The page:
Which variables do we trainers look at to help us make decisions?
26 Feb 2019

Of all the variables provided by the systems that monitor and record our players’ activity, what is the most relevant information? This is a question that all coaches will probably face when they begin managing the large volumes of data generated in every training session. However, in most cases, the choice of variables does not actually follow a systematic process, but rather depends on the users’ personal preferences, which are sometimes haunted by trends in the use of variables that have not yet been sufficiently contrasted.

The high quantity of variables supplied by the technological tools available today has made it necessary to study and reduce the number of variables to be managed in the training process. This is why we must choose the most valid options available in order to understand the demands of the sports activity in question. We have to be practical and make this arduous recording process sustainable; in other words, we should take into account the available temporal, material, human and technological resources in such a way that the cost-benefit relationship is as efficient as possible.

Among other options, the implementation of principal components analysis makes it possible to identify the variables that supply the most information, differentiating between those that supply complementary information and those that supply redundant information. This drastically reduces the number of variables or dimensions to study. In the work being presented, the authors recorded different intensity measurements during training tasks and official soccer matches.

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The main findings of this study indicate that three main components are needed to summarize the different intensity measurements, and these offer different weightings or degrees of importance depending on the game format being studied. Regardless of the game format being studied, the 1st component accounts for 40% to 45% of the variance, with average metabolic power being the variable with the greatest weight. The 2nd component accounts for between 20% and 25% of the variance, and this is represented by speed variables (e.g., distance covered at high speed, distance covered at sprint, and peak speed). Lastly, the 3rd component accounts for between 10% and 15% of the variance, in which the inertial variables (dynamic stress load, or DSL, and impact) are grouped.

Thus a practical application of this study indicates that in order to collect the majority of the external load information, regardless of the game format being studied, we need to consider locomotor or strength variables, speed variables, and inertial variables. In short, we would need to consider the following indicators:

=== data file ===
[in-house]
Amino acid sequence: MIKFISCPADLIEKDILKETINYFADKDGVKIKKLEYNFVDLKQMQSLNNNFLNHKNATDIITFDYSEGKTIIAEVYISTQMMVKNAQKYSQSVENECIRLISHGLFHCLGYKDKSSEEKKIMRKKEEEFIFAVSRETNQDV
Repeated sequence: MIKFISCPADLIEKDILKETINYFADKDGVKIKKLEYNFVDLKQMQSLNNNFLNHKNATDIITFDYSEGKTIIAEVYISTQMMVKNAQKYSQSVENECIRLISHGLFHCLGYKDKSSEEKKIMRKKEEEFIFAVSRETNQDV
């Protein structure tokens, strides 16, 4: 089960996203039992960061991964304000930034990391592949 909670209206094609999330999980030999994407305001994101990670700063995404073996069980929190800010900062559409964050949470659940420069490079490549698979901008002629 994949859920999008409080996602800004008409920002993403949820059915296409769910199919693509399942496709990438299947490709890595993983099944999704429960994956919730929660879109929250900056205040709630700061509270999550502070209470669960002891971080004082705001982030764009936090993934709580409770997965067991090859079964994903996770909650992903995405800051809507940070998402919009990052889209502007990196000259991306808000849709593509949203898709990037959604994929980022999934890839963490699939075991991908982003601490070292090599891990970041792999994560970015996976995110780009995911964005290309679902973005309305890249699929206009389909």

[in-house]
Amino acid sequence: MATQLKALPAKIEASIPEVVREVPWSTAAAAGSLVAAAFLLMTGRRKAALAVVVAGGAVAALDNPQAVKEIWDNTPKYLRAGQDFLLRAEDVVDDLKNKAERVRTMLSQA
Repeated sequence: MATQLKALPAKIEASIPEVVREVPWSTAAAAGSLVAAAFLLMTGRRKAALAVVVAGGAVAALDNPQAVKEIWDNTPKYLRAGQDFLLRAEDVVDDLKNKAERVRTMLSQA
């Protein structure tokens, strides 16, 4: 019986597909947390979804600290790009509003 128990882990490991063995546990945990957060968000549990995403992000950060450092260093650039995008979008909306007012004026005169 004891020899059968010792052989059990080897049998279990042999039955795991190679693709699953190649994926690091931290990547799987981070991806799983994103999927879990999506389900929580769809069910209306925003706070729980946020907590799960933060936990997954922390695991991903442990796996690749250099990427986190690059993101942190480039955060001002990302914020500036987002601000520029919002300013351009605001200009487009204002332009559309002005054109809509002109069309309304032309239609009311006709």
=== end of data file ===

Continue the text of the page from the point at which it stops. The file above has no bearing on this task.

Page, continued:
1. Locomotor or strength variables: average metabolic power (AMP) or total distance covered or high metabolic load distance or distance covered in acceleration and high-intensity decelerations
  2. Speed variables: Peak speed reached or distance covered at high speed
  3. Inertial variables: Impact or IMP or dynamic stress load (DSL)

Nevertheless, when game formats change, the importance of the variables within the main component also changes. In small positional play of 4 vs. 4 + 3 in a space of 13 x 17 m, the speed variable that provides the most information is peak speed, followed by distance covered at high speed. For example, in 10 vs 10 situations played in 105 x 65 m, the variable that provides the most information within the second main component is distance covered at sprint, followed by distance covered at high speed, and peak speed. Thus the weight of each variable changes depending on the game format being studied.

In the process of choosing variables for the subsequent management of training and competition loads, we must try not to duplicate information; only the indicators needed to obtain valid and applicable information should be chosen (Castellano and Casamichana, 2016).

David Casamichana – Strength and Conditioning Coach at Real Sociedad


Antonio Gomez – Strength and Conditioning Coach at FC Barcelona


Julen Castellano – Head of the Doctoral Program in Physical Activity and Sports at the University of the Basque Country (UPV/EHU)


Andrés Martin – Strength and Conditioning Coach at FC Barcelona



Gestión de carga de trabajo. Barca Innovation Hub.

Castellano, J. and Casamichana, D. (2016). El arte de planificar en fútbol. Futboldelibro.


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